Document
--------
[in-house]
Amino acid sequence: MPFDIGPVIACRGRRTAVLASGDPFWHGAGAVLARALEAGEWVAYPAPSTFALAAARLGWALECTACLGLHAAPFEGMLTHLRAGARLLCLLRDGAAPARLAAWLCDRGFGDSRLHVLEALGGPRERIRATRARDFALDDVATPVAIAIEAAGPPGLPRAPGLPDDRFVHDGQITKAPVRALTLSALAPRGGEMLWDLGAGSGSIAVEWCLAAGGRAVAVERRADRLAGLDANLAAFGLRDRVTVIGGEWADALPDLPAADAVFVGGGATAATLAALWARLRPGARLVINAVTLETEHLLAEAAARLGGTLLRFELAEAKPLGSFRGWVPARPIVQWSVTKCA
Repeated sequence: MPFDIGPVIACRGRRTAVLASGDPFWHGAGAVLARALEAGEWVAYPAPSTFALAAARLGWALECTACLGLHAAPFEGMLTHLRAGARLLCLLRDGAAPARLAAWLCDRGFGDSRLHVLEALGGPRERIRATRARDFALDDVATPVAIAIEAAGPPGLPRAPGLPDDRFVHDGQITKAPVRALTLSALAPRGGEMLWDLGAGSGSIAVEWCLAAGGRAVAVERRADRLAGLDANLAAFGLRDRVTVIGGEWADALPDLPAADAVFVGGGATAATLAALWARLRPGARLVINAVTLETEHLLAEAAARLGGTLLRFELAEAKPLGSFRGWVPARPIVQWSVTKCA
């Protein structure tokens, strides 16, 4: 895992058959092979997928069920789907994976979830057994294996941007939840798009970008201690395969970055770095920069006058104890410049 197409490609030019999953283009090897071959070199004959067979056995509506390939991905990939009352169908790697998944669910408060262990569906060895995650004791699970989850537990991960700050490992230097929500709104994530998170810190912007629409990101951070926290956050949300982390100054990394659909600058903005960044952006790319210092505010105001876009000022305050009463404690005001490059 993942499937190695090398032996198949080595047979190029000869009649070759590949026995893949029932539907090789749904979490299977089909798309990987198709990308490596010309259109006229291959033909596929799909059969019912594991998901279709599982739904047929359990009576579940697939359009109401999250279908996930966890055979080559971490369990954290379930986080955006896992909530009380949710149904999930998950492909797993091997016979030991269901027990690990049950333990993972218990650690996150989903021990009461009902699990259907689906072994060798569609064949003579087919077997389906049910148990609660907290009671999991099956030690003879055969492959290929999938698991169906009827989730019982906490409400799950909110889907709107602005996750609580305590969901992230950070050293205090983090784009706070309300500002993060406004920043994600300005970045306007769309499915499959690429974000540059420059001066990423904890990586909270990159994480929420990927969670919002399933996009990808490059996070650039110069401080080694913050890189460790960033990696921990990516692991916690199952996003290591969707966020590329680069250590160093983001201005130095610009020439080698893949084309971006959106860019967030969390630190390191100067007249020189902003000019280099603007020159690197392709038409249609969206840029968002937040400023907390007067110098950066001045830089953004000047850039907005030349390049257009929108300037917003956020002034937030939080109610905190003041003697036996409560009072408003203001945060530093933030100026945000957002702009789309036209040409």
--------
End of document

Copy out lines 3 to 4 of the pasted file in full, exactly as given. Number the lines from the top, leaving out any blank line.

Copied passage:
Repeated sequence: MPFDIGPVIACRGRRTAVLASGDPFWHGAGAVLARALEAGEWVAYPAPSTFALAAARLGWALECTACLGLHAAPFEGMLTHLRAGARLLCLLRDGAAPARLAAWLCDRGFGDSRLHVLEALGGPRERIRATRARDFALDDVATPVAIAIEAAGPPGLPRAPGLPDDRFVHDGQITKAPVRALTLSALAPRGGEMLWDLGAGSGSIAVEWCLAAGGRAVAVERRADRLAGLDANLAAFGLRDRVTVIGGEWADALPDLPAADAVFVGGGATAATLAALWARLRPGARLVINAVTLETEHLLAEAAARLGGTLLRFELAEAKPLGSFRGWVPARPIVQWSVTKCA
């Protein structure tokens, strides 16, 4: 895992058959092979997928069920789907994976979830057994294996941007939840798009970008201690395969970055770095920069006058104890410049 197409490609030019999953283009090897071959070199004959067979056995509506390939991905990939009352169908790697998944669910408060262990569906060895995650004791699970989850537990991960700050490992230097929500709104994530998170810190912007629409990101951070926290956050949300982390100054990394659909600058903005960044952006790319210092505010105001876009000022305050009463404690005001490059 993942499937190695090398032996198949080595047979190029000869009649070759590949026995893949029932539907090789749904979490299977089909798309990987198709990308490596010309259109006229291959033909596929799909059969019912594991998901279709599982739904047929359990009576579940697939359009109401999250279908996930966890055979080559971490369990954290379930986080955006896992909530009380949710149904999930998950492909797993091997016979030991269901027990690990049950333990993972218990650690996150989903021990009461009902699990259907689906072994060798569609064949003579087919077997389906049910148990609660907290009671999991099956030690003879055969492959290929999938698991169906009827989730019982906490409400799950909110889907709107602005996750609580305590969901992230950070050293205090983090784009706070309300500002993060406004920043994600300005970045306007769309499915499959690429974000540059420059001066990423904890990586909270990159994480929420990927969670919002399933996009990808490059996070650039110069401080080694913050890189460790960033990696921990990516692991916690199952996003290591969707966020590329680069250590160093983001201005130095610009020439080698893949084309971006959106860019967030969390630190390191100067007249020189902003000019280099603007020159690197392709038409249609969206840029968002937040400023907390007067110098950066001045830089953004000047850039907005030349390049257009929108300037917003956020002034937030939080109610905190003041003697036996409560009072408003203001945060530093933030100026945000957002702009789309036209040409």